Gum Disease (Periodontal disease)

Disease of the gums and jaw bone. Gum disease is caused by spread of harmful bacteria to your gum and jaw bone. Gum disease causes bleeding gums, bone loss and tooth loss. Gum disease is categorized as gingivitis and periodontitis.

Impacted Tooth

A tooth which is trapped underneath your jaw bone. Impacted tooth typically refers to wisdom teeth, although other teeth can also be impacted. Impacted wisdom teeth usually need to be removed. Other impacted teeth need to be removed, monitored or uprighted by your orthodontist.

Incisor tooth

The front most four teeth in your upper and lower jaw. Incisor teeth are used to cut food particles. We have 8 total incisors, teeth numbers: 7, 8, 9, 10, 23, 24, 25 and 26.

Infection

Spread of harmful bacteria into your tooth nerve. Once cavity bugs reach your tooth nerve, the tooth is now infected. Infected teeth can only be fixed with a root canal or you must remove the tooth completely.

Inlay

A type of crown which is a hybrid between fillings and crowns. Inlays are essentially conservative crowns which protect teeth similar to a crown but are conservative similar to a filling. Inlays are smaller than onlays and do not encompass your outer tooth walls.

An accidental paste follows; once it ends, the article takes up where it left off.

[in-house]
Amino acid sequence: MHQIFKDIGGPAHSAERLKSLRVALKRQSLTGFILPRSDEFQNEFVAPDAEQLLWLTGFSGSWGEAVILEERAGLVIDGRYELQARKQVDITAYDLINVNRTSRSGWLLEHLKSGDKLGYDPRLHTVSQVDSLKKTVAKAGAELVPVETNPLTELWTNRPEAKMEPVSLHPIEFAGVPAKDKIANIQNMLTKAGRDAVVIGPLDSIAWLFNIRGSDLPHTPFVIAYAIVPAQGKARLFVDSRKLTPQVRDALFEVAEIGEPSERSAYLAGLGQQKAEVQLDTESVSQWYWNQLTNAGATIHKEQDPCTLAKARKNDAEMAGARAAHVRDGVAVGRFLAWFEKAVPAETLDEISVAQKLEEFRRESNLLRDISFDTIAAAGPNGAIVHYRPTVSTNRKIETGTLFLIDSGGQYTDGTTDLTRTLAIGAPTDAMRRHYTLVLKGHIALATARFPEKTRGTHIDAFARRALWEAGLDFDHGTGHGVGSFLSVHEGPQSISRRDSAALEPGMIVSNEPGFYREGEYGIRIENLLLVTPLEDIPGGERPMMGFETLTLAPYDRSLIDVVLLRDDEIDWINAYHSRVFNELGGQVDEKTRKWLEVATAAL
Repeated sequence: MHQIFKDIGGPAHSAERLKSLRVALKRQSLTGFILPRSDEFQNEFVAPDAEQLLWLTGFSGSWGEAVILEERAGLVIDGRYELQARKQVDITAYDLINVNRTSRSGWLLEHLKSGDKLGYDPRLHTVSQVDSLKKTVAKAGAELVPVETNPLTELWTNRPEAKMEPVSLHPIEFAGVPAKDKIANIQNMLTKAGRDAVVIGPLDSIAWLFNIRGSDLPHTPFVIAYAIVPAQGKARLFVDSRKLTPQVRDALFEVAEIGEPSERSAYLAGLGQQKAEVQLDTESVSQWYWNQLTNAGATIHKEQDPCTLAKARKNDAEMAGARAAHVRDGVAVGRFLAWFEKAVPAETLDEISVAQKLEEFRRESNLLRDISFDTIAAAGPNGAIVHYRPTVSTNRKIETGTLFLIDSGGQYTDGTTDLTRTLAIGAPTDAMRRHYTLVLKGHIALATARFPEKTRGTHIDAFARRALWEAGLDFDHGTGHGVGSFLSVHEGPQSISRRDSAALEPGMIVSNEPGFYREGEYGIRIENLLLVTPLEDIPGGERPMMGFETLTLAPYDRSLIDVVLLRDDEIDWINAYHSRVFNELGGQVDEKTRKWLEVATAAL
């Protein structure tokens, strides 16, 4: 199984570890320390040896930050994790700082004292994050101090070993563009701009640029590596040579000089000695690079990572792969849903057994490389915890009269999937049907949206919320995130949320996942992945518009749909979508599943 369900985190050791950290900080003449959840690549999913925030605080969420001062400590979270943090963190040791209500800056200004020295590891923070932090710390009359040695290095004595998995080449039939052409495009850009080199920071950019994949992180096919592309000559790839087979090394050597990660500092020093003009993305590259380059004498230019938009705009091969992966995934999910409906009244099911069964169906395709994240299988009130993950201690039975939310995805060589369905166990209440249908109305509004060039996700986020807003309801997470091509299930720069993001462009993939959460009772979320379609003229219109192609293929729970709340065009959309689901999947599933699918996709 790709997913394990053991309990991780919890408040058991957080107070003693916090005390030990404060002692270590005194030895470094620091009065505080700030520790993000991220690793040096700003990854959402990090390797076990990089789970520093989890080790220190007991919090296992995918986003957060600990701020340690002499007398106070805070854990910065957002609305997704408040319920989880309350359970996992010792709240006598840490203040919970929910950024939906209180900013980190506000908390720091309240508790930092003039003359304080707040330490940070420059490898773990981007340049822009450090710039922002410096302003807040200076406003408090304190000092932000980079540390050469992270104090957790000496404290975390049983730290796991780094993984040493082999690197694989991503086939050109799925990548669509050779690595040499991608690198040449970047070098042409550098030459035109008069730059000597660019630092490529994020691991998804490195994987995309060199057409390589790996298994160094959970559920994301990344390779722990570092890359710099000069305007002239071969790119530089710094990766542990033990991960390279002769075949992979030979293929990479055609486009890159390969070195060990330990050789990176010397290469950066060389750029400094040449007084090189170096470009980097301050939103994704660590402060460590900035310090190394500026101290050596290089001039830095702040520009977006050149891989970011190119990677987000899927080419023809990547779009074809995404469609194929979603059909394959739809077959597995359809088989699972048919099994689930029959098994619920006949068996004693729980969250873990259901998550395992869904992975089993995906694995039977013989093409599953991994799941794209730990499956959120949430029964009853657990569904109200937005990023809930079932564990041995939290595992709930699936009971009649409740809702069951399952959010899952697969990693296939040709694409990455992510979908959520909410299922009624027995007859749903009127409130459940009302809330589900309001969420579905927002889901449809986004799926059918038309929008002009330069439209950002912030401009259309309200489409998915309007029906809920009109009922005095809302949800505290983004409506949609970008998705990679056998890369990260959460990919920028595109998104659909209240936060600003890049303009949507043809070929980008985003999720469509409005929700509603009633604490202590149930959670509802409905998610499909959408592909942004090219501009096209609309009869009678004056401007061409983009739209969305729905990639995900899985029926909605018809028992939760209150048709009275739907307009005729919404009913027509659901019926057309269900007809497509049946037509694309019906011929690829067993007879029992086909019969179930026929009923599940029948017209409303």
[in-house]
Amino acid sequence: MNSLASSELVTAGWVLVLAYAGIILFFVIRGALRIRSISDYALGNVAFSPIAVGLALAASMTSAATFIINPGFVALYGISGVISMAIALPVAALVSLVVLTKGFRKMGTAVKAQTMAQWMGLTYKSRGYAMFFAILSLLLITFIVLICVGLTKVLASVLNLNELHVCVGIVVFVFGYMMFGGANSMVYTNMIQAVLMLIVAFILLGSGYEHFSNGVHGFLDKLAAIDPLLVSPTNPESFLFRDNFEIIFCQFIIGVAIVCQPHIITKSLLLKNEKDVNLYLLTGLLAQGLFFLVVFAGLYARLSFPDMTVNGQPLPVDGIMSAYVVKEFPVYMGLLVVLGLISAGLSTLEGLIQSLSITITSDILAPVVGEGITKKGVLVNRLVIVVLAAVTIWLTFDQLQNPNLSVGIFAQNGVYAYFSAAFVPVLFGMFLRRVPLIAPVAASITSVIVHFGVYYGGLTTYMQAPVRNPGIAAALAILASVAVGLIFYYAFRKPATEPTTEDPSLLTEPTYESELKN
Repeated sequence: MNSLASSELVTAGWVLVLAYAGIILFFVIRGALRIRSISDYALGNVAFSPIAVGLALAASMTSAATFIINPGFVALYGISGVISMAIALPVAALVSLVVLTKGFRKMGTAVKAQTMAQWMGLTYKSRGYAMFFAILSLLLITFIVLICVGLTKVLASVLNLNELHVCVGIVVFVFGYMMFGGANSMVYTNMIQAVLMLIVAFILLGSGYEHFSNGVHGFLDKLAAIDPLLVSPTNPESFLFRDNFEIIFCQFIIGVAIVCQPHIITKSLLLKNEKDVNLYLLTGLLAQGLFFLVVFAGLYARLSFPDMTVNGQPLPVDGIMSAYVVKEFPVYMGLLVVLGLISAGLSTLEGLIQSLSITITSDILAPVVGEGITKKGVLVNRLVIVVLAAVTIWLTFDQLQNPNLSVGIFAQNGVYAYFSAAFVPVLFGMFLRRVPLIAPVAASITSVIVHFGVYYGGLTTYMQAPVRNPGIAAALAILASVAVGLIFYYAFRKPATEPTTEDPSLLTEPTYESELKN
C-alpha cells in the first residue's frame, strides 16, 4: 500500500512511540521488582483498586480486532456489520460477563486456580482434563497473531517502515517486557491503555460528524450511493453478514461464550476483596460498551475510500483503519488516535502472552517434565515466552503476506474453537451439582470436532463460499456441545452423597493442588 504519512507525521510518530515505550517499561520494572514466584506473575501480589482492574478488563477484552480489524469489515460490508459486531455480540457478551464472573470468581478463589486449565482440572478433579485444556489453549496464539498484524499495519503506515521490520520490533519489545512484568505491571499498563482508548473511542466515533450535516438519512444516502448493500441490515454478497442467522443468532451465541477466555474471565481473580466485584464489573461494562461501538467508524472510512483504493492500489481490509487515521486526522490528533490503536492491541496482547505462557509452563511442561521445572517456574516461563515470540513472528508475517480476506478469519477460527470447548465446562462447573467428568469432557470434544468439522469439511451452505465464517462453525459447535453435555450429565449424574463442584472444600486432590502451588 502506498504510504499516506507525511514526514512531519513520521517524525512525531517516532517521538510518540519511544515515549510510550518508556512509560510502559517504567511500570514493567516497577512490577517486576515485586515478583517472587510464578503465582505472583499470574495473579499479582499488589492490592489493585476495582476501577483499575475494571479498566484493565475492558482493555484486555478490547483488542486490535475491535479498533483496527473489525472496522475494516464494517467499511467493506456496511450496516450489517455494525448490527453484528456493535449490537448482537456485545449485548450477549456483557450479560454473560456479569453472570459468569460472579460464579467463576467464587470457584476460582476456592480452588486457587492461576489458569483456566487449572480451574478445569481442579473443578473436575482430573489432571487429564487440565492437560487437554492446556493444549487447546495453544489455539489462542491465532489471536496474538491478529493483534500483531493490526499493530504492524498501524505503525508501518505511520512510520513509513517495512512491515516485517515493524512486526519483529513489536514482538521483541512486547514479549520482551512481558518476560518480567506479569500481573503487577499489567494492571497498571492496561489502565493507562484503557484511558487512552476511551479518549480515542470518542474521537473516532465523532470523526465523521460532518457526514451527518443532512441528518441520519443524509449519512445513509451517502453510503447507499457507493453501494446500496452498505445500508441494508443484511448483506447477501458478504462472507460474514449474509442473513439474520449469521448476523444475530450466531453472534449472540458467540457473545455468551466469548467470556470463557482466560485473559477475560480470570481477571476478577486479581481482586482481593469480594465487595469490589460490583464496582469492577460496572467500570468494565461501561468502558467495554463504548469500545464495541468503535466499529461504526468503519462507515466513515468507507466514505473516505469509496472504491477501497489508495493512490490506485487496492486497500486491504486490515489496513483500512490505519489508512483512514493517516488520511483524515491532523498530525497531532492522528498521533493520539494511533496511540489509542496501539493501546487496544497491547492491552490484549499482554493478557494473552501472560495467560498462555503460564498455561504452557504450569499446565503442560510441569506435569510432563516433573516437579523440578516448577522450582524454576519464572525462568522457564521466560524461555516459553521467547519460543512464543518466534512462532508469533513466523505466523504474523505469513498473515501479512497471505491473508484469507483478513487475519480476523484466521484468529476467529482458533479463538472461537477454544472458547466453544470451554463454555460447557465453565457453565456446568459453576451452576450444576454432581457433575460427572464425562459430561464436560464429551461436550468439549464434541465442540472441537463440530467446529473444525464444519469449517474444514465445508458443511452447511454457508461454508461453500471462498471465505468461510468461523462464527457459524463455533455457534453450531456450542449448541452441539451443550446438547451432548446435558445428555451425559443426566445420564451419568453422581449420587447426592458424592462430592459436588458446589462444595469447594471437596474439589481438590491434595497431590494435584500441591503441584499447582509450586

Molar tooth

Teeth located in the back of our mouth which have four cusps. Molar teeth are large and used to crush food particles. We have 8 total molars, teeth numbers: 2, 3, 14, 15, 18, 19, 30 and 31. Additionally, some of us have 3rd molars or wisdom teeth which are teeth numbers: 1, 16, 17 and 32.

Nerve

Refer to pulp please.

Night guard

A device worn at nights to protect your teeth against grinding. Night guards help reduce tooth fracture, TMJ pain and headaches. There are two types of night guards, generic night guards which you purchase online or from a local pharmacy and custom night guards which your dentist makes for you.

Onlay

A type of crown which is a hybrid between fillings and crowns. Onlays are essentially conservative crowns which protect teeth similar to a crown but are conservative similar to a filling. Onlays are larger than inlays and encompass at least one or more of your outer tooth walls.

Partial Denture

A set of false teeth which replaces some, but not all, of your missing teeth. Partial dentures are held in place by anchoring to your remaining teeth as well as suction against your gum tissue. Partial dentures can be made from different material including metals, acrylic and flexible resin.

Periodontal disease

Refer to gum disease please.

Periodontitis

The more advanced stage of gum disease. Periodontitis is characterized by bone loss, major tooth sensitivity and loose teeth. If left untreated, periodontitis causes your teeth to loosen and fall out. Plus, the resulting infection can spread to the rest of your body and affect your overall health.